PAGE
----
|Publication number||US3933263 A|
|Application number||US 05/454,151|
|Publication date||Jan 20, 1976|
|Filing date||Mar 25, 1974|
|Priority date||Mar 25, 1974|
|Publication number||05454151, 454151, US 3933263 A, US 3933263A, US-A-3933263, US3933263 A, US3933263A|
|Inventors||Florence Frew, Janet Indiveri|
|Original Assignee||Florence Frew, Janet Indiveri|
|Export Citation||BiBTeX, EndNote, RefMan|
|Patent Citations (8), Referenced by (9), Classifications (8)|
|External Links: USPTO, USPTO Assignment, Espacenet|
This invention relates to containers with disposable liners, in general, and to such a container of the type having a flexible plastic composition capable of withstanding a wide range of temperatures without leakage, in particular.
As will become clear hereinafter, the easily cleansable container of the invention may include a vacuum bottle, inside of which is placed a soft, poly flexible, stretchable plastic liner capable of withstanding temperatures ranging from that of ice to that of boiling water. In use, the liner is selected of a strength and composition which will hold both liquids and/or solids, and in a manner to keep the inside of the vacuum bottle free from residue when the liner is disposed of. Not only would such use of a disposable liner reduce the necessity of scrubbing the residue from the insides of the bottle, but use of such a liner would extend the life of the container in those instances where the vacuum bottle develops such cracks as would tend to leak, into the crevices between the container and its inner bottle, the liquid or solid held. In embodying the invention, an elasticized overlap could be incorporated within the stretchable liner to supplement its snug fit against the container, thereby holding the liner further in place and lessening any tendency for it to slip into the vacuum bottle when being filled or when the bottle is corked. Additionally, the neck area of the container could be provided with one or more ridge or lip portions to catch and hold the elasticized overlap should the weight of the liquid or solid be such as to tend to pull the liner through the neck and into the vacuum bottle.
As will be readily apparent, use of such disposable liners can greatly simplify the task of cleansing the vacuum bottle after use. Such use also permits the bottle to be used with increasing numbers of liquids and solids, as the increasing difficulties previously encountered in cleansing the bottle of certain liquids or solids become obviated when all that is necessary is to dispose of the liner. This will be all the more apparent upon recognition of the fact that the difficulty is thoroughly cleansing the vacuum bottle increases as the dimensions of the neck opening decrease. That is, whereas some types of residue may be easily cleansed from wide-mouthed bottles, such residue becomes more difficult to remove where the bottle is of narrow-mouthed construction. While the present invention will be described in an environment of use in keeping foods or liquids at a temperature generally unaffected by ambient temperature, the teachings herein will be equally applicable to industrial uses where thermal isolation may be a factor in material transportation and storage.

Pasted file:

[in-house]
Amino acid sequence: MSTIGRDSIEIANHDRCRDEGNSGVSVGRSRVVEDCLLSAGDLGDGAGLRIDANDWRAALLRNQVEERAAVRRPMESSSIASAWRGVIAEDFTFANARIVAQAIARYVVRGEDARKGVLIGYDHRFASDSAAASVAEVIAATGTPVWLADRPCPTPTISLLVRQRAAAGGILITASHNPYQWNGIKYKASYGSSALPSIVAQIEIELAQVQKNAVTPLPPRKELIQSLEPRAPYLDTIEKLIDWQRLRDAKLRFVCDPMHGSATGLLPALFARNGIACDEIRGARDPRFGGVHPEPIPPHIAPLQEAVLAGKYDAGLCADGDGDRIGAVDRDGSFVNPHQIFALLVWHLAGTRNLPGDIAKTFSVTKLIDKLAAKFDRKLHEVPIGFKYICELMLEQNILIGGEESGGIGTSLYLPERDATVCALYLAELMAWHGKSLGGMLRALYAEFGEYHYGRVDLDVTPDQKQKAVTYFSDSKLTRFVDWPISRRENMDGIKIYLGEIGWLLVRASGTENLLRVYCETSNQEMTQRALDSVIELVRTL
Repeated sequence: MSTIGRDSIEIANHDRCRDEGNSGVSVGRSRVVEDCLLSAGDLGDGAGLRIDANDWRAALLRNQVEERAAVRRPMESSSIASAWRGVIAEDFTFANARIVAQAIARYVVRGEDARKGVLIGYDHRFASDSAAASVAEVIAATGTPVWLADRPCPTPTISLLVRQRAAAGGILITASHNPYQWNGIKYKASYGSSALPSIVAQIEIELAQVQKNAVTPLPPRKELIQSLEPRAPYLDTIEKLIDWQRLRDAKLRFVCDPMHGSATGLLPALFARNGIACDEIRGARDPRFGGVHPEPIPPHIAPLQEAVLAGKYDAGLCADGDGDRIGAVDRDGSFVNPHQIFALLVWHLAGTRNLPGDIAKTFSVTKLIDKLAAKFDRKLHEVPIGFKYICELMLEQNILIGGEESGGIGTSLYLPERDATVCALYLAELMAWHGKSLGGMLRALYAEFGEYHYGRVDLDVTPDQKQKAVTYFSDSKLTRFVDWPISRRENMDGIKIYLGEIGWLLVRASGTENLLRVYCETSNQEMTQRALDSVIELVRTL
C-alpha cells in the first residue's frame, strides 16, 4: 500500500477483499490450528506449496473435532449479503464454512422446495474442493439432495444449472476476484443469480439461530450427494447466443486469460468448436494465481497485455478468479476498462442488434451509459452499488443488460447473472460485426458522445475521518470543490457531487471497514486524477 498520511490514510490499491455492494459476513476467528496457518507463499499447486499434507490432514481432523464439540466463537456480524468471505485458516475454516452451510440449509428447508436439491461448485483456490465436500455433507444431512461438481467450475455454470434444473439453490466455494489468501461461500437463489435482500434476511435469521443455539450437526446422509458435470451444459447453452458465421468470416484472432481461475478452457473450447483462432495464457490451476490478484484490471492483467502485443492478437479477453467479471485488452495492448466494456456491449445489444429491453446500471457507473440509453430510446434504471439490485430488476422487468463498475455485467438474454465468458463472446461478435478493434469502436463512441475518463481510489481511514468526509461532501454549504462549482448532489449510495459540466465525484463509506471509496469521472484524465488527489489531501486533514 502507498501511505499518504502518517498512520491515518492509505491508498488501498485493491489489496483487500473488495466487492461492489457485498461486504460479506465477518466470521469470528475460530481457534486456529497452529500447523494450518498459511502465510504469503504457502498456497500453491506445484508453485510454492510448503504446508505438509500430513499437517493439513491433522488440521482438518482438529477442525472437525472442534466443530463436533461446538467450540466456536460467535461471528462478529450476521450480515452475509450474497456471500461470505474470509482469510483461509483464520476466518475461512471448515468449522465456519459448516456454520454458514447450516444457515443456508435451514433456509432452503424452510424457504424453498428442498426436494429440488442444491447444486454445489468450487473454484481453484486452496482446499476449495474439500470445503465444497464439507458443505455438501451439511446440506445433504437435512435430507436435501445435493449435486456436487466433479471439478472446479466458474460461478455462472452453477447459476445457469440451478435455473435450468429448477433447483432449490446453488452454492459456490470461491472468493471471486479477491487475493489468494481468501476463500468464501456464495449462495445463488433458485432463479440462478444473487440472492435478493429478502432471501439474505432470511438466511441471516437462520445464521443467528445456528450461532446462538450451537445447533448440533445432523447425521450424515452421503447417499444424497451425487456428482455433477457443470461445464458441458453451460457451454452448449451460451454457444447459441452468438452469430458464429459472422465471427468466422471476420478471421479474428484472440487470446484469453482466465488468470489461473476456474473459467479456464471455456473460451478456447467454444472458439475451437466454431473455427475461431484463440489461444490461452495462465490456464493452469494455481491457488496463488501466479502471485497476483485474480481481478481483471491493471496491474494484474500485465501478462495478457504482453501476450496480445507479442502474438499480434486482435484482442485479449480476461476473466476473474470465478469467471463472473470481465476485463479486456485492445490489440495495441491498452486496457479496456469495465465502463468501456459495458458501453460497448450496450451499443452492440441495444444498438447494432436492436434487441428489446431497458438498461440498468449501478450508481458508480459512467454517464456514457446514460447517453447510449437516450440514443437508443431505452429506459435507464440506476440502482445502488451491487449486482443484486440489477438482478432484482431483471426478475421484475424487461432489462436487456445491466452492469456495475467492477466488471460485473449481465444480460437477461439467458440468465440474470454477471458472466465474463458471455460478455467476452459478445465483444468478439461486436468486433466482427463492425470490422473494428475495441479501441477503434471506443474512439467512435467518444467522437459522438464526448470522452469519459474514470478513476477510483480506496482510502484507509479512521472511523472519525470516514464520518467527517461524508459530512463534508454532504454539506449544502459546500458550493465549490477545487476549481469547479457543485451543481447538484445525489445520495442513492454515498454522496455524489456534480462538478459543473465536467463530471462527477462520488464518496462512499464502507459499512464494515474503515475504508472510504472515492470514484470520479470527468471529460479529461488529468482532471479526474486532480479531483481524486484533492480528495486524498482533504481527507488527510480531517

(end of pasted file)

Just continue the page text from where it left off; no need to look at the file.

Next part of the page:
These and other features of the present invention will be more clearly understood from a consideration of the following description taken in connection with the accompanying drawing in which:
FIG. 1 is a pictorial representation of a vacuum container in which a disposable liner is placed, in accordance with the invention;
FIG. 2 shows the vacuum bottle of the container of FIG. 1, and illustrates how the liner fits within the bottle in holding food or drinks to be consumed; and
FIG. 3 shows a possible modification of a portion of the container of FIG. 1 for supplying added holding force to keep one form of liner in place.
Referring now to FIG. 1, the container there shown may include an outer body or canister 10, of metal or plastic fabrication for example, to protect the vacuum bottle within, usually a glass vessel with double side walls or of plastic construction. A container closure or stopper 12, such as a cork or twist on stopper cap, closes the opening in the container through which liquids or solids pass when the vacuum bottle is being filled and when the bottle is being emptied. A drinking cup 14 screws onto the container by means of a thread 16, to complete the package when closed and for drinking the liquid or eating the solid in the bottle when emptied. A handle for the drinking cup is shown at 18, with the cork 12 passing through a riser portion 20 to seal the neck of the vacuum bottle.
Such a glass vacuum bottle is more particularly shown in FIG. 2 as including a pair of glass walls 30, 32, the space between which 34 is evacuated. The only junction of the walls 30, 32 is at the neck 36 of the vessel, with the approximate vacuum existent between the walls serving essentially as a nonconductor of heat. In order to maintain the thermal isolation within the vessel and to reduce the radiation through the walls 30, 32 to a minimum, a silver coating is placed on the inside of the outer wall 30 and on the outside of the inner wall 32. Four support pads 38, 40, 42, and 44 position the walls 30, 32 with respect to one another and, also, relieve any strain at the neck and prevent vibrations. The tip of the vacuum bottle (not shown) through which the air is exhausted in manufacture, is protected against breakage, as at 46, passing through a rubber bushing 48 to a disc-shape pad 50 to support the vacuum bottle and further absorb shock. A rubber gasket, or washer 52, completes the construction of the vacuum bottle, its inclusion being to prevent any liquids or solids from seeping into the crevice between the outer glass wall 30 and the inner walls of the metal or plastic canister of FIG. 1.